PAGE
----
Sunday, March 16, 2008

A Story on Boundaries and the Subconscious Mind

My daughter, Lindsay, had brain cancer years ago. During the course of her treatment she was placed on tube feedings. They actually did surgery and installed a "button" in her abdomen through which she was feed. The reason for this was her radiation and chemotherapy made food taste so horrible she just could not even put it in her mouth, let alone swallow it.

Two years after Lindsay's treatment was over she still was not eating. It had taken some time for the built up chemicals in her system to work their way out so her taste buds were no longer affected but we were past the place where that should have been a problem. She still would not eat.

Lindsay was diagnosed with "artificial anorexia." Her brain no longer told her that she needed to eat. Just like all kids she had a streak of not wanting to be told what to do which added to the problem. Reminding her to eat felt like being pushed around to Lindsay.

At the same time, Lindsay hated having to be hooked up to a machine to be fed. She couldn't go to sleepovers at her friends because parents were intimidated (and rightly so) by her needs. Lindsay wasn't happy with the consequence of not eating but she wouldn't ever try. The whole thing just didn't make sense.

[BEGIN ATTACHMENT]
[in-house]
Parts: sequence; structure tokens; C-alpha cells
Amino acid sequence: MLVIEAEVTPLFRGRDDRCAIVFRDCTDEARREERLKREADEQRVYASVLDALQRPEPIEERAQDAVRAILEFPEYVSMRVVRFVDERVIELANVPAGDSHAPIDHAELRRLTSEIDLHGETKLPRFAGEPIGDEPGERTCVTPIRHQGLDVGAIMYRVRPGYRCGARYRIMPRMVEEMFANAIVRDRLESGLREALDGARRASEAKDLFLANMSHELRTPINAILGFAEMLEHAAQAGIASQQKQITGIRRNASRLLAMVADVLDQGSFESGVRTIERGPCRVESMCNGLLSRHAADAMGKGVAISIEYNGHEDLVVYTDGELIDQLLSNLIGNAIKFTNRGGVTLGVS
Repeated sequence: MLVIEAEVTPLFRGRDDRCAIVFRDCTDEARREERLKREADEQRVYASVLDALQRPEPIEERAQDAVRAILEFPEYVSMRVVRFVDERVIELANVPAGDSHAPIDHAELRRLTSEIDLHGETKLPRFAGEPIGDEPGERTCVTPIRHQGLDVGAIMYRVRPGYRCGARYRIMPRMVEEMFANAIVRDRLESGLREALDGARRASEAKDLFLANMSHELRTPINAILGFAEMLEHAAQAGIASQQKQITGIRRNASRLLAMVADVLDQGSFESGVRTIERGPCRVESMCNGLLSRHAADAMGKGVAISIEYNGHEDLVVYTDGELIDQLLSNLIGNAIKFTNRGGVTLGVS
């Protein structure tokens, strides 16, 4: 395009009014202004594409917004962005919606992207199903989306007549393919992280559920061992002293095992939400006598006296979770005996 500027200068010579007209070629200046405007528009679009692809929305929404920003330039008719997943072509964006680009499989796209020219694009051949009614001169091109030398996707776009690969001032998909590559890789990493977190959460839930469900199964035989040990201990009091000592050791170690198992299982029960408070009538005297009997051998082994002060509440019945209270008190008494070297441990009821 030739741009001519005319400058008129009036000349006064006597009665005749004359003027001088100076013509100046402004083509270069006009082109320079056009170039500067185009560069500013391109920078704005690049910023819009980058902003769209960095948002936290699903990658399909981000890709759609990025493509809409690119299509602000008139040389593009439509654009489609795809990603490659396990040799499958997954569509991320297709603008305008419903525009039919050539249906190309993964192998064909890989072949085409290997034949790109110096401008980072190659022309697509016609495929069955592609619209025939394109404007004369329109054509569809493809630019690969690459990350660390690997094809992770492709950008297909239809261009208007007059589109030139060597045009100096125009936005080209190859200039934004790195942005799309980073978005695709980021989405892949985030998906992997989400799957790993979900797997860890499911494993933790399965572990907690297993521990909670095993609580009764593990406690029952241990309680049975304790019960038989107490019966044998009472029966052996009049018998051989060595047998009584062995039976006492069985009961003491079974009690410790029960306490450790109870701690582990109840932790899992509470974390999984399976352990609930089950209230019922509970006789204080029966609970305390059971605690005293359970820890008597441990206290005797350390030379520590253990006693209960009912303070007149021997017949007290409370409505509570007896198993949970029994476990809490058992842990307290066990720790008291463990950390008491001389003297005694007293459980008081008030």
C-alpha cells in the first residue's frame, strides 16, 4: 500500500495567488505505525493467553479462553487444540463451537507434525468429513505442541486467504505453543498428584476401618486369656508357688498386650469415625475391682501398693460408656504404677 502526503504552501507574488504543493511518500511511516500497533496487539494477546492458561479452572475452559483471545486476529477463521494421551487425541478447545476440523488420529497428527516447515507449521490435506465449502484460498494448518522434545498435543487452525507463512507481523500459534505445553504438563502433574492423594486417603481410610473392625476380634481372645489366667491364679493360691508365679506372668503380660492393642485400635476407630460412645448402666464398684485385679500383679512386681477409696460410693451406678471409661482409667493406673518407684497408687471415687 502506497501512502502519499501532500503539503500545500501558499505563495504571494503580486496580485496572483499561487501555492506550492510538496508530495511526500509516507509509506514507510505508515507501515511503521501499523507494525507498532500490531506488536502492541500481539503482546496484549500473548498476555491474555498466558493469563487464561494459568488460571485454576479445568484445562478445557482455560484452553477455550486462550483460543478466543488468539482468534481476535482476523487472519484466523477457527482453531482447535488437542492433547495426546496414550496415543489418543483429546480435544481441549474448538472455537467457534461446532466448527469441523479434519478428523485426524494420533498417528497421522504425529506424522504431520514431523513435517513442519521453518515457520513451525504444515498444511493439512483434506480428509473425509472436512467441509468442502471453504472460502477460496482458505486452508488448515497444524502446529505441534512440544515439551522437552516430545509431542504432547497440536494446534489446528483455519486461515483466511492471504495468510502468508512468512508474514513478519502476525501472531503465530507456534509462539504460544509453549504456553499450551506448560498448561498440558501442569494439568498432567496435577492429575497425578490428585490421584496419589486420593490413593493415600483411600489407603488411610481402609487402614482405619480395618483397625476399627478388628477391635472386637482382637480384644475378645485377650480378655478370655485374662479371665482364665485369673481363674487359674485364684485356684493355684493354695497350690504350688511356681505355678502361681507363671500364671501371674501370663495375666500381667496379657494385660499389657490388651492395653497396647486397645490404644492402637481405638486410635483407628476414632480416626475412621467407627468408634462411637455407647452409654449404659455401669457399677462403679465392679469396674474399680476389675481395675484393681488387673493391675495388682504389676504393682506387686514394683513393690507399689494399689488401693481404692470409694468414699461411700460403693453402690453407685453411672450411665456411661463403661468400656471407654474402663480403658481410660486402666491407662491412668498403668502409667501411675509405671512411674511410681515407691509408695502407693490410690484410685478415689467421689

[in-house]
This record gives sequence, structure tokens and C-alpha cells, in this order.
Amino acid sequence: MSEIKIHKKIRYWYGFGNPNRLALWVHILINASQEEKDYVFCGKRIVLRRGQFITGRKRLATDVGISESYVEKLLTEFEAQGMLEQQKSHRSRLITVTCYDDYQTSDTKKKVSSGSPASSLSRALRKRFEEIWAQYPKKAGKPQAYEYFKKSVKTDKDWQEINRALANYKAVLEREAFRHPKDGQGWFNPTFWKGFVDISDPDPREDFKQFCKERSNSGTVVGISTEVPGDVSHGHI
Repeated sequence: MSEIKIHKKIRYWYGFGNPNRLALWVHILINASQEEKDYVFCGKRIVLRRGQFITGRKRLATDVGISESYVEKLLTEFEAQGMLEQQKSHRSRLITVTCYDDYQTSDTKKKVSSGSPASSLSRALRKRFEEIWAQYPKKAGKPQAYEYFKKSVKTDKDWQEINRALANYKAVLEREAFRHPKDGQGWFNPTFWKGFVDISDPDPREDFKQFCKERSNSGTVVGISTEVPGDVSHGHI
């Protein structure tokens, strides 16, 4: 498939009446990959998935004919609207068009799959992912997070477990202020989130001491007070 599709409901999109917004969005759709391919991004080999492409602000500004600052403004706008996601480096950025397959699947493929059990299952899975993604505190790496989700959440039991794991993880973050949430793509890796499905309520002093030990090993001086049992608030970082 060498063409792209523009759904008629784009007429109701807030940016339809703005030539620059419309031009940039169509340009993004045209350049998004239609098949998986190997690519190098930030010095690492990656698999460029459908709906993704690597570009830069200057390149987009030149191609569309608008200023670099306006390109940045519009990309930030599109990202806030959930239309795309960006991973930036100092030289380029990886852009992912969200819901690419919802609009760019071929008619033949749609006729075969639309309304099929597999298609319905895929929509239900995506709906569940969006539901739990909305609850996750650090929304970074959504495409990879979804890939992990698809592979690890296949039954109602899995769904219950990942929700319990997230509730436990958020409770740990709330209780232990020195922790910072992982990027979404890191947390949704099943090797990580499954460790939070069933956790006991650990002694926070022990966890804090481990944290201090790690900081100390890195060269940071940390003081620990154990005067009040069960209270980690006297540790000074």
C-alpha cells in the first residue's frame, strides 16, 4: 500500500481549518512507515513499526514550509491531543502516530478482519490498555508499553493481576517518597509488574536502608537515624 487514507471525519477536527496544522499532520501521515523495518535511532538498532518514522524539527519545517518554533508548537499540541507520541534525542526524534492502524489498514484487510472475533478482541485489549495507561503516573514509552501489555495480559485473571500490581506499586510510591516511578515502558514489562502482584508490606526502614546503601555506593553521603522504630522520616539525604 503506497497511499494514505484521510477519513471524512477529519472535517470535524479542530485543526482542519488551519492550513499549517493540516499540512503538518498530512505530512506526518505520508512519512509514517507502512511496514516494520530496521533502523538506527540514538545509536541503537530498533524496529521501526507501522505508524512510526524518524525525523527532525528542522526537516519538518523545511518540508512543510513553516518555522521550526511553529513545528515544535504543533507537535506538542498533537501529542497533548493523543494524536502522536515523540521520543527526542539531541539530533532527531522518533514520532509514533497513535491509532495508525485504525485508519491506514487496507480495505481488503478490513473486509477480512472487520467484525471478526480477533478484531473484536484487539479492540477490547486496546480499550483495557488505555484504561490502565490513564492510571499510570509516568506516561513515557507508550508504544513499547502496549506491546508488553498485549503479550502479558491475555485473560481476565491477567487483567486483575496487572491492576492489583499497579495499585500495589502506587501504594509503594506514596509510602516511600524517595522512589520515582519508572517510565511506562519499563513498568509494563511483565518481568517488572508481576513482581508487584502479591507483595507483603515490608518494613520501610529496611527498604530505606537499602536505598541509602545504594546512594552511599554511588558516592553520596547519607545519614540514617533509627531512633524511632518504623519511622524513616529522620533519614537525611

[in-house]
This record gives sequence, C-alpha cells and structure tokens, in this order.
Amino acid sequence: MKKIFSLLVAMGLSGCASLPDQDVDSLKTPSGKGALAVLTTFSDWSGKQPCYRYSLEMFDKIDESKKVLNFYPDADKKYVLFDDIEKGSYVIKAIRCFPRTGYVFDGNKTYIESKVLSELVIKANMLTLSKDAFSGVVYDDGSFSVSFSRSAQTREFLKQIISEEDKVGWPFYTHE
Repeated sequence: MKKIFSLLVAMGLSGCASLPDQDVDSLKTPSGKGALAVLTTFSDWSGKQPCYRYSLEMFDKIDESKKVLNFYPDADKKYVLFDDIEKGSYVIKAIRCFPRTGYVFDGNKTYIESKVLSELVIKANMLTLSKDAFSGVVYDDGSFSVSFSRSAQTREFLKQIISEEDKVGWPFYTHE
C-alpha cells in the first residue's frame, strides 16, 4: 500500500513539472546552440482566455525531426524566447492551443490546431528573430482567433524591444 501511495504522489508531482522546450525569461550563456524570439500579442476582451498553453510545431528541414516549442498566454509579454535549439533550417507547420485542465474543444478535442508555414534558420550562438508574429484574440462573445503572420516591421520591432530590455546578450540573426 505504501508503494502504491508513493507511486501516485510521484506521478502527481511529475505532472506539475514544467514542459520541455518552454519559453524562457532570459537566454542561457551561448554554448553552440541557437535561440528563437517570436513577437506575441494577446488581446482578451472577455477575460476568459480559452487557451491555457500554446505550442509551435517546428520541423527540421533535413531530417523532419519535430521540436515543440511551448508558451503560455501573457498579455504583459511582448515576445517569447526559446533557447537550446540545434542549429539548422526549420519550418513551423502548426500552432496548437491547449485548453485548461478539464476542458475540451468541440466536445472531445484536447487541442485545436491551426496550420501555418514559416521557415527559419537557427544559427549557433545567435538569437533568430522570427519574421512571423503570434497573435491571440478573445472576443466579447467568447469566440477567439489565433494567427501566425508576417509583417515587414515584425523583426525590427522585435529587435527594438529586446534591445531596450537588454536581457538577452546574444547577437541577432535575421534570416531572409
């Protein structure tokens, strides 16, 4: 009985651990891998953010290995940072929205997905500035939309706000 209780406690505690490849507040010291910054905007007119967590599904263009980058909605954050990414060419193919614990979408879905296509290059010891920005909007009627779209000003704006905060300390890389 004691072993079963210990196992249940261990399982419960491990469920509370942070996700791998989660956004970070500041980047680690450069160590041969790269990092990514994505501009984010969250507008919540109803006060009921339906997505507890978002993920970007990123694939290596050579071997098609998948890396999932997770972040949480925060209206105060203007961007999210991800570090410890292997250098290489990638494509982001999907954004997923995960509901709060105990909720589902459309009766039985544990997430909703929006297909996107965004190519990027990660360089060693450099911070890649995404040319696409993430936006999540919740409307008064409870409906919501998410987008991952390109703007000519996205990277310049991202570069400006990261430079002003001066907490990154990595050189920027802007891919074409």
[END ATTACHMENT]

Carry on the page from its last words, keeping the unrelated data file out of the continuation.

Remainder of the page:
I suspected that Lindsay had subconscious messages making her decisions for her. Despite monthly visits by a nutritionist including length discussions on the subject, we were gaining no ground. I think the nutritionist was about ready to pull her own hair out because she could not get through to Lindsay at all.

Each and every day it was a struggle. Trying to get Lindsay to eat something, anything was an insurmountable task. She was convinced she didn't like about every kind of food known to man and she refused to even taste anything. The frustration felt by all of us was building exponentially.

Me, I was thinking it was time to push Lindsay's buttons. While normally, I believe in letting my children make their own mistakes so they can learn from them, it was clear to me that was going to be helping Lindsay at all. If anything it was enabling this who situation. An enabler, I am not!

I thought about it long and hard and finally came up with a plan. If I could get Lindsay mad enough to spout off at me, I suspected we'd get to the bottom of the issue. As much as she didn't want to eat, she really didn't want to be pushed to eat. She really wanted to be left ot her own devices in this matter. So I decided to take off the gloves and start fighting this battle by actively pushing Lindsay to eat.